I said it almost exactly one year ago: a better tag for Alan Greenspan would be the “Sorcerer’s Apprentice.” When your policies lead to as much havoc as his did, nobody but nobody should be calling you a maestro.
But the former Fed chairman soldiers on, putting out a paper that lays the blame on the “weak recovery” at the feet of an overreaching government, which sends Paul Krugman into orbit:
Greenspan writes in characteristic form: other people may have their models, but he’s the wise oracle who knows the deep mysteries of human behavior, who can discern patterns based on his ineffable knowledge of economic psychology and history.
Sorry, but he doesn’t get to do that any more. 2011 is not 2006. Greenspan is an ex-Maestro; his reputation is pushing up the daisies, it’s gone to meet its maker, it’s joined the choir invisible.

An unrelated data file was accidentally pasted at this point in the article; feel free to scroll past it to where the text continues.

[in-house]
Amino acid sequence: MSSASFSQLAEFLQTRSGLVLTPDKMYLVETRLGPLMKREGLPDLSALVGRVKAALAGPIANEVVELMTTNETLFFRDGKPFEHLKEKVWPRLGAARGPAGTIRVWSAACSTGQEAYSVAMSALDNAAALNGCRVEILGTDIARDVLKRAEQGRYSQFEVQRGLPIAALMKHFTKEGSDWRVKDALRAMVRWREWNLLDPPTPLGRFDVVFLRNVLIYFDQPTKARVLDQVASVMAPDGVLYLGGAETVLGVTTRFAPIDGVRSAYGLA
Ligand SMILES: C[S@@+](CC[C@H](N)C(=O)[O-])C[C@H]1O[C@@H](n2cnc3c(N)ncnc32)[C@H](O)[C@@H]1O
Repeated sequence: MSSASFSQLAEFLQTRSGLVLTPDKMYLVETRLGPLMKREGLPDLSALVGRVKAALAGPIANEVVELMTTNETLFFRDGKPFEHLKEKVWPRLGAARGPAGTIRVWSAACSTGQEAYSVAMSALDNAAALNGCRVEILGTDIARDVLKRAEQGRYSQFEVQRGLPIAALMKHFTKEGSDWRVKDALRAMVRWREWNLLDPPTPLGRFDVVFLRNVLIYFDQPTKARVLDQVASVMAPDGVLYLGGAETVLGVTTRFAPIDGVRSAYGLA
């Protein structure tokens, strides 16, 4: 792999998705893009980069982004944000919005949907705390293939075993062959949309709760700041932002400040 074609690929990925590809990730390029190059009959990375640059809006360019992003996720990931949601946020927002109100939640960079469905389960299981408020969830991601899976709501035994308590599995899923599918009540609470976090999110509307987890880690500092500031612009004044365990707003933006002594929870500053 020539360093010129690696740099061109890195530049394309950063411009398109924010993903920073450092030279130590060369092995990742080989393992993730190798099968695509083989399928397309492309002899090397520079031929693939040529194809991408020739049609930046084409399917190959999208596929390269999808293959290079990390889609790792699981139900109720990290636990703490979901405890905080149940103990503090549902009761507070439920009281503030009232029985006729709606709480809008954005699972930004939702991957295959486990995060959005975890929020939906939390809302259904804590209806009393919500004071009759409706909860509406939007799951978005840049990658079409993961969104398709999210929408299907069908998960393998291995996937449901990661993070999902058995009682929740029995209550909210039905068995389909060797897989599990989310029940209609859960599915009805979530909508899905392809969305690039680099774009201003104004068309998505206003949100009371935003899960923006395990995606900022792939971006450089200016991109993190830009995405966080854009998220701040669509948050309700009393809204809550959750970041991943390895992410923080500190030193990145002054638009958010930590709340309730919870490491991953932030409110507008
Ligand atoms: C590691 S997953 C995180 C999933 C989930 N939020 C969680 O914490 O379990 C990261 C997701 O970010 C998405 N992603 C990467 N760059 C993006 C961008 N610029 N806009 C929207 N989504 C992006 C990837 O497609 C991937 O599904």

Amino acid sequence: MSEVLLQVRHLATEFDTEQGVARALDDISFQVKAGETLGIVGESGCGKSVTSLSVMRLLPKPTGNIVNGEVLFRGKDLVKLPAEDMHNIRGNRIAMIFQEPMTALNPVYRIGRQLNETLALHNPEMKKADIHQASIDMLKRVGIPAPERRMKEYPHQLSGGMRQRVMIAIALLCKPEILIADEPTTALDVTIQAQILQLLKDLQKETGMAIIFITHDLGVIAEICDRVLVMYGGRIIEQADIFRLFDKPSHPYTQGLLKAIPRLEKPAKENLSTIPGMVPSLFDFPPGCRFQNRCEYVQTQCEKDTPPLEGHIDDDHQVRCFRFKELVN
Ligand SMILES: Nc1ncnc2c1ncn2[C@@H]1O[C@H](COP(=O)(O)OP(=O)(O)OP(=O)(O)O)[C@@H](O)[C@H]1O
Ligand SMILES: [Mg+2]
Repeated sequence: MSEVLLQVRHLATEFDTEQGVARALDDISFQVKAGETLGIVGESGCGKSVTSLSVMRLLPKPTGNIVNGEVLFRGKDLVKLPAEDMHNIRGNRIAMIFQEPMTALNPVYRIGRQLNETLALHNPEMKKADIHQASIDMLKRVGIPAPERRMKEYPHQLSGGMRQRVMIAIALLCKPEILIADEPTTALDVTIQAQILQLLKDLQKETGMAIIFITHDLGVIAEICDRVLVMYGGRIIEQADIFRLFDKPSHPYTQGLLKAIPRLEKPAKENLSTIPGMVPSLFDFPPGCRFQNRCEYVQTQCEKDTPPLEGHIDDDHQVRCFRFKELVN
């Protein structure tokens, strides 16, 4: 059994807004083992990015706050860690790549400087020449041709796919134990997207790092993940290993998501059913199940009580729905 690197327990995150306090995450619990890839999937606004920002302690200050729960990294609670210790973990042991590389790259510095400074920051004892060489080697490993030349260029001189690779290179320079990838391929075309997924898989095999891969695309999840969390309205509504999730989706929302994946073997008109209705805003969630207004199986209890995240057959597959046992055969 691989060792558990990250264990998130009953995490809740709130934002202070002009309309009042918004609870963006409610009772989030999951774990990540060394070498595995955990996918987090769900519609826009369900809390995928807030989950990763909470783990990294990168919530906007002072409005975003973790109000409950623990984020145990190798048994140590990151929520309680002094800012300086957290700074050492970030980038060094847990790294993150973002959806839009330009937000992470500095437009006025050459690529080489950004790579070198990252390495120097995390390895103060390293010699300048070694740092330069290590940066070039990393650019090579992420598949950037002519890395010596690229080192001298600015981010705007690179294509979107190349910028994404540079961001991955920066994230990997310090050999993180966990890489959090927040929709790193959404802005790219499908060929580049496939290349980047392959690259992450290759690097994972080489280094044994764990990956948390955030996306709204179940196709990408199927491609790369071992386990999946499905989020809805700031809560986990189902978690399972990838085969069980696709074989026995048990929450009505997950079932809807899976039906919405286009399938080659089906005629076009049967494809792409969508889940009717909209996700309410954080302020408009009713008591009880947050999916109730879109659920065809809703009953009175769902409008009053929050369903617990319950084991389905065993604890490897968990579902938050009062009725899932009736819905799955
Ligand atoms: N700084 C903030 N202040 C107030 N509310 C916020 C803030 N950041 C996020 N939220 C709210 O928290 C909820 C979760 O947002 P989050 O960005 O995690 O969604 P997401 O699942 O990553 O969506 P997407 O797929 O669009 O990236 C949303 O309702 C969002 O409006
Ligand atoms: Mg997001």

He’s no longer the Man Who Knows; he’s the man who presided over an economy careening to the worst economic crisis since the Great Depression.
You’ve got to appreciate Krugman consciously parroting (pun intended) an old Monty Python bit, the famous dead-parrot sketch.
“This is an ex-parrot.”
(h/t Big Picture)